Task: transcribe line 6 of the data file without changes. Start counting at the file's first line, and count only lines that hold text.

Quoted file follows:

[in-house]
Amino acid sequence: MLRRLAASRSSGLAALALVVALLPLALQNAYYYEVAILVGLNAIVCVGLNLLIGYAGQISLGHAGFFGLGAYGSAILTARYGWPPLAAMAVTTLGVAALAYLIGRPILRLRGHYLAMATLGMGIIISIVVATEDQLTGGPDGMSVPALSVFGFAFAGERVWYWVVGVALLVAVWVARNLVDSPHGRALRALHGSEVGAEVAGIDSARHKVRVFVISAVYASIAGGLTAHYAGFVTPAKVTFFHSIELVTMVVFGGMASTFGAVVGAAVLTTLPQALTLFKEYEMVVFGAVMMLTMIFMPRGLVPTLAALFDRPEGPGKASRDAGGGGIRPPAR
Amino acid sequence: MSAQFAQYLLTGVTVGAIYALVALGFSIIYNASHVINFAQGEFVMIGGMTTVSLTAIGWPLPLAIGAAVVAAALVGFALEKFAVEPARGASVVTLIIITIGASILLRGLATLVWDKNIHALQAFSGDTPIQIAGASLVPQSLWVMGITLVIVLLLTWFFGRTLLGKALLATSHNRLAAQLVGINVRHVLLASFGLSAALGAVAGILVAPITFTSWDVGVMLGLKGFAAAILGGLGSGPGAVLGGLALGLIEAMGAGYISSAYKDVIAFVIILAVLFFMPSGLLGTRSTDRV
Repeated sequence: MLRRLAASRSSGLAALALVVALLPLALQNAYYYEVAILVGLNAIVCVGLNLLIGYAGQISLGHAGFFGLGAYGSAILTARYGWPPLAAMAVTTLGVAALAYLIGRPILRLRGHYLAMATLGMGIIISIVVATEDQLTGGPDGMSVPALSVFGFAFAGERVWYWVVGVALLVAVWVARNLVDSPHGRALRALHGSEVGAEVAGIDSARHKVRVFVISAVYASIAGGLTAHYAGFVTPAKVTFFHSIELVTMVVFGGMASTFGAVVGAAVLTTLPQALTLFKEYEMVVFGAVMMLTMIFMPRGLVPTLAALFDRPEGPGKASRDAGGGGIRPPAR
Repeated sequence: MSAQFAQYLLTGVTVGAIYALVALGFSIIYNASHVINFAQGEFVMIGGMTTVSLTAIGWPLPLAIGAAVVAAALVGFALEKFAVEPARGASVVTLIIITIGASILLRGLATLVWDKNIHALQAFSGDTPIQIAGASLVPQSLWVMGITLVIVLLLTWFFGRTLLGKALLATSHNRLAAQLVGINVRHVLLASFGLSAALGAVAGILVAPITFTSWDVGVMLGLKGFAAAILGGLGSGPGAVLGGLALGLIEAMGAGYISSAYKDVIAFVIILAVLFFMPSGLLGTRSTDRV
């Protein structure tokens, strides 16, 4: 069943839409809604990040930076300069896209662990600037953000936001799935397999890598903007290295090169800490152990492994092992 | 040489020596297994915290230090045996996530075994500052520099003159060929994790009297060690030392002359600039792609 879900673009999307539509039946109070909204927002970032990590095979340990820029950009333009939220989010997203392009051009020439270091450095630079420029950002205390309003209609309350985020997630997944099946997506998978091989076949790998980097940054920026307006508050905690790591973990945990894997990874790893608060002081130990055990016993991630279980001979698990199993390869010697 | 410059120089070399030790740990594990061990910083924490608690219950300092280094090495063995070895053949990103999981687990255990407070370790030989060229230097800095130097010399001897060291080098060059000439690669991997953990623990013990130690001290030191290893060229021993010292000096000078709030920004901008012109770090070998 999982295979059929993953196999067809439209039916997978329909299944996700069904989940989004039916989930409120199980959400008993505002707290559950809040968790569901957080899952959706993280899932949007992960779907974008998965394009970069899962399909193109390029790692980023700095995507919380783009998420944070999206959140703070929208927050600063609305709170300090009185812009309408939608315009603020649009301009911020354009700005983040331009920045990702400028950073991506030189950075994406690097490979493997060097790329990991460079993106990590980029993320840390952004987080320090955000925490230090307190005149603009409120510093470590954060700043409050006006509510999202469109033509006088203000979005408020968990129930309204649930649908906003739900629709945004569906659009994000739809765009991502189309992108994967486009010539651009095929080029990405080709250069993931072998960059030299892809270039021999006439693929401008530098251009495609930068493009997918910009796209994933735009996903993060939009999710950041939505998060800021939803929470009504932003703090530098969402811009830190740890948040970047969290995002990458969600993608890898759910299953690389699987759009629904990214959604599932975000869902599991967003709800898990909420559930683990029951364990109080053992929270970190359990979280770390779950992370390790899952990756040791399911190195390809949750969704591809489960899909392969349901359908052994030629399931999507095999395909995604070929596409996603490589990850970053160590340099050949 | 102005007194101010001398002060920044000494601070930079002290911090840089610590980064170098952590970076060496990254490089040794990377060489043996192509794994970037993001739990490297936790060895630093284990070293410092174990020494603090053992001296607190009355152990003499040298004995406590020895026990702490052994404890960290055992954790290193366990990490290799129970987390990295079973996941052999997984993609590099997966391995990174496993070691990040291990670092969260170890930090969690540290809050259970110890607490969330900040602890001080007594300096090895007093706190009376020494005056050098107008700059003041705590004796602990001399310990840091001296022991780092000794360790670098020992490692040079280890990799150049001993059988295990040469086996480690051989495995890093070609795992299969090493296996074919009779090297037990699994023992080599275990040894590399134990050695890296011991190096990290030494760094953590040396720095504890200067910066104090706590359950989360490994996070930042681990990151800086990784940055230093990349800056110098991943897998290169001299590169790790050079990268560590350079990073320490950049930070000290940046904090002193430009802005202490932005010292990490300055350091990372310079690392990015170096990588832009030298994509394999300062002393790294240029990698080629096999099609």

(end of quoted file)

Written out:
């Protein structure tokens, strides 16, 4: 069943839409809604990040930076300069896209662990600037953000936001799935397999890598903007290295090169800490152990492994092992 | 040489020596297994915290230090045996996530075994500052520099003159060929994790009297060690030392002359600039792609 879900673009999307539509039946109070909204927002970032990590095979340990820029950009333009939220989010997203392009051009020439270091450095630079420029950002205390309003209609309350985020997630997944099946997506998978091989076949790998980097940054920026307006508050905690790591973990945990894997990874790893608060002081130990055990016993991630279980001979698990199993390869010697 | 410059120089070399030790740990594990061990910083924490608690219950300092280094090495063995070895053949990103999981687990255990407070370790030989060229230097800095130097010399001897060291080098060059000439690669991997953990623990013990130690001290030191290893060229021993010292000096000078709030920004901008012109770090070998 999982295979059929993953196999067809439209039916997978329909299944996700069904989940989004039916989930409120199980959400008993505002707290559950809040968790569901957080899952959706993280899932949007992960779907974008998965394009970069899962399909193109390029790692980023700095995507919380783009998420944070999206959140703070929208927050600063609305709170300090009185812009309408939608315009603020649009301009911020354009700005983040331009920045990702400028950073991506030189950075994406690097490979493997060097790329990991460079993106990590980029993320840390952004987080320090955000925490230090307190005149603009409120510093470590954060700043409050006006509510999202469109033509006088203000979005408020968990129930309204649930649908906003739900629709945004569906659009994000739809765009991502189309992108994967486009010539651009095929080029990405080709250069993931072998960059030299892809270039021999006439693929401008530098251009495609930068493009997918910009796209994933735009996903993060939009999710950041939505998060800021939803929470009504932003703090530098969402811009830190740890948040970047969290995002990458969600993608890898759910299953690389699987759009629904990214959604599932975000869902599991967003709800898990909420559930683990029951364990109080053992929270970190359990979280770390779950992370390790899952990756040791399911190195390809949750969704591809489960899909392969349901359908052994030629399931999507095999395909995604070929596409996603490589990850970053160590340099050949 | 102005007194101010001398002060920044000494601070930079002290911090840089610590980064170098952590970076060496990254490089040794990377060489043996192509794994970037993001739990490297936790060895630093284990070293410092174990020494603090053992001296607190009355152990003499040298004995406590020895026990702490052994404890960290055992954790290193366990990490290799129970987390990295079973996941052999997984993609590099997966391995990174496993070691990040291990670092969260170890930090969690540290809050259970110890607490969330900040602890001080007594300096090895007093706190009376020494005056050098107008700059003041705590004796602990001399310990840091001296022991780092000794360790670098020992490692040079280890990799150049001993059988295990040469086996480690051989495995890093070609795992299969090493296996074919009779090297037990699994023992080599275990040894590399134990050695890296011991190096990290030494760094953590040396720095504890200067910066104090706590359950989360490994996070930042681990990151800086990784940055230093990349800056110098991943897998290169001299590169790790050079990268560590350079990073320490950049930070000290940046904090002193430009802005202490932005010292990490300055350091990372310079690392990015170096990588832009030298994509394999300062002393790294240029990698080629096999099609």